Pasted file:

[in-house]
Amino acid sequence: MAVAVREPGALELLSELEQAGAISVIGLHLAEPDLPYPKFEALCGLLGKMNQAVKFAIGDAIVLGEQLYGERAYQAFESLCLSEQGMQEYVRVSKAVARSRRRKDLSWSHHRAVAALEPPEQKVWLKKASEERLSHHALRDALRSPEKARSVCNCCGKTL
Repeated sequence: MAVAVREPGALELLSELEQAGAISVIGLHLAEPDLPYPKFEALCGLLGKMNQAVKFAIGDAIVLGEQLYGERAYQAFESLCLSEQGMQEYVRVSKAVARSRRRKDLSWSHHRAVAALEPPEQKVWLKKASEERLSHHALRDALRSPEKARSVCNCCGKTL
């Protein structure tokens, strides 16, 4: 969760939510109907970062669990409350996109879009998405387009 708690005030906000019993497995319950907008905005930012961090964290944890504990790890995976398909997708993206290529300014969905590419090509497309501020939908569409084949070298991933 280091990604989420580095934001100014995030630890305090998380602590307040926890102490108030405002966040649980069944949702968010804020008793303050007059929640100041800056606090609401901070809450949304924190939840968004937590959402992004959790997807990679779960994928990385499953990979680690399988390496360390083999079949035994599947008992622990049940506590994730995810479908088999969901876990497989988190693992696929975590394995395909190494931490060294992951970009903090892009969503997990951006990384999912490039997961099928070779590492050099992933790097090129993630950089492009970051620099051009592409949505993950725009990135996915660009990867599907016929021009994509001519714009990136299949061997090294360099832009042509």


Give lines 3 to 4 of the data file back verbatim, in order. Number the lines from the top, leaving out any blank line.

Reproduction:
Repeated sequence: MAVAVREPGALELLSELEQAGAISVIGLHLAEPDLPYPKFEALCGLLGKMNQAVKFAIGDAIVLGEQLYGERAYQAFESLCLSEQGMQEYVRVSKAVARSRRRKDLSWSHHRAVAALEPPEQKVWLKKASEERLSHHALRDALRSPEKARSVCNCCGKTL
């Protein structure tokens, strides 16, 4: 969760939510109907970062669990409350996109879009998405387009 708690005030906000019993497995319950907008905005930012961090964290944890504990790890995976398909997708993206290529300014969905590419090509497309501020939908569409084949070298991933 280091990604989420580095934001100014995030630890305090998380602590307040926890102490108030405002966040649980069944949702968010804020008793303050007059929640100041800056606090609401901070809450949304924190939840968004937590959402992004959790997807990679779960994928990385499953990979680690399988390496360390083999079949035994599947008992622990049940506590994730995810479908088999969901876990497989988190693992696929975590394995395909190494931490060294992951970009903090892009969503997990951006990384999912490039997961099928070779590492050099992933790097090129993630950089492009970051620099051009592409949505993950725009990135996915660009990867599907016929021009994509001519714009990136299949061997090294360099832009042509």